A general description of Tanzania’s Economic Recovery Programme was given in Bulletin No 25. Five months after the Paris conference at which final agreement on the package was reached, limited progress has been made in formalising the contributions of multilateral and bilateral agencies. Agreement for a standby credit of 70 million dollars was reached by the Board of Directors of the International Monetary Fund on 28th August, but the final approval of the Executive Board of the World Bank for a structural adjustment loan of 130 million dollars was only given at the end of November. Meanwhile the various bilateral donors were proceeding with varying alacrity. The United Kingdom moved quickly to finalise the details of the first 810 million in the approved aid program. West Germany, on the other hand, was slow to complete the necessary formalities.

One result of the agreement with the IMF was a meeting in Paris on 18th September with Tanzania’s main creditors to consider the rescheduling of official debts. Unfortunately, it was left to Tanzania to negotiate an agreement with each creditor country individually. The result inevitably is some delay in securing relief from the debt burden and the imposition of a considerable administrative burden on the Tanzanian Government.

At the end of November, therefore, Tanzania finds itself at an intermediate stage of its recovery programme. On the one hand, prices have responded to devaluation with increases of 100% or more in the case of imported items. Since transport is a substantial cost item affecting many home-produced products, itself depending heavily on imports, the prices of commodities of domestic origin have been affected, sometimes drastically. On the other hand, foreign exchange relief and industrial revival have hardly begun to result from the new inflow of resources. During this interregnum, therefore, many of the social costs of the recovery programme in terms of higher prices and budgetary stringency are being exacted without the compensating benefits of industrial rehabilitation and revival.

Looked at in this way, this intermediate stage is essentially an urban phenomenon. In the rural areas where most families grow crops for their own subsistence, the situation wears a somewhat different aspect. The steep increase in producer rewards seems to have induced, at least in some areas, a spirit of optimism and to be stimulating production. Prices in the village dukas may be high, but there is now money in the pockets of many farmers. In this situation the presence of incentive goods on the shelves of the village shops is of considerable importance and the fact that in some areas distribution has been unsatisfactory due to the country’s formidable transport problems has been recognised by the authorities as meriting urgent attention.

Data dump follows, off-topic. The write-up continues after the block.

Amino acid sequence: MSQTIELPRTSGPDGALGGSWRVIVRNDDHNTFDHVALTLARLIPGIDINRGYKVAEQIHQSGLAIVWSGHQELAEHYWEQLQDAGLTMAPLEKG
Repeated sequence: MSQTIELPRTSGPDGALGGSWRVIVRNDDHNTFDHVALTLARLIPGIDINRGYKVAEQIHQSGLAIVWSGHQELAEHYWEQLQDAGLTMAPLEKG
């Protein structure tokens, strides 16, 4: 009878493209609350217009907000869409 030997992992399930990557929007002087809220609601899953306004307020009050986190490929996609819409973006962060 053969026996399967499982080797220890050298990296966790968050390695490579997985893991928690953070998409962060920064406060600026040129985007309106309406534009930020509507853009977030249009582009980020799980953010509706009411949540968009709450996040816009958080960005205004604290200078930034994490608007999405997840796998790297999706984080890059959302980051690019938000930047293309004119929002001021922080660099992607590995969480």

A modest attempt has been made to blunt the edge of the price explosion in the towns by increasing de facto the minimum wage and the rates of salary paid to civil servants on a declining scale in the higher ranges. Strictly speaking, salaries were themselves unaffected, but were topped up by an ‘allowance’ as an interim measure of relief pending the report of the Nsekela Commission on Public Service Salaries, the results of which are also likely to affect incomes in parastatal and private industry and other forms of employment But the amount of the ‘allowance’ even at its proportionately highest level fell short of the shift in the cost of living and therefore failed to avert a further fall in living standards. It my seem surprising, therefore, that fears of civil commotion resulting from agreement with the IMF do not appear to have been fulfilled.

There seem to have been three possible reasons for the absence of any noticeable reaction to inflation. The first is that two good harvests in succession have restrained the increase of food prices, which are now expected to remain fairly steady, subject to local variations, well into the new year, For the first time in a number of years the Rational Milling Corporation has been buying grain for store and, unless there is serious damage from insects, the unloading of these stocks should exercise a steadying influence on prices before the next harvest. There are, of course, dangers lurking in the shadows, such as the Greater Borer Beetle, but precautions are being taken. Let us hope that they will be effective.

The second reason for the absence of unrest may be the fact that before devaluation most purchases were already being made at highly inflated prices in the black market. As in Uganda, and subsequently Ghana, the practical effect of devaluation may thus have been merely to bring the official price structure into line with that of the alternative economy.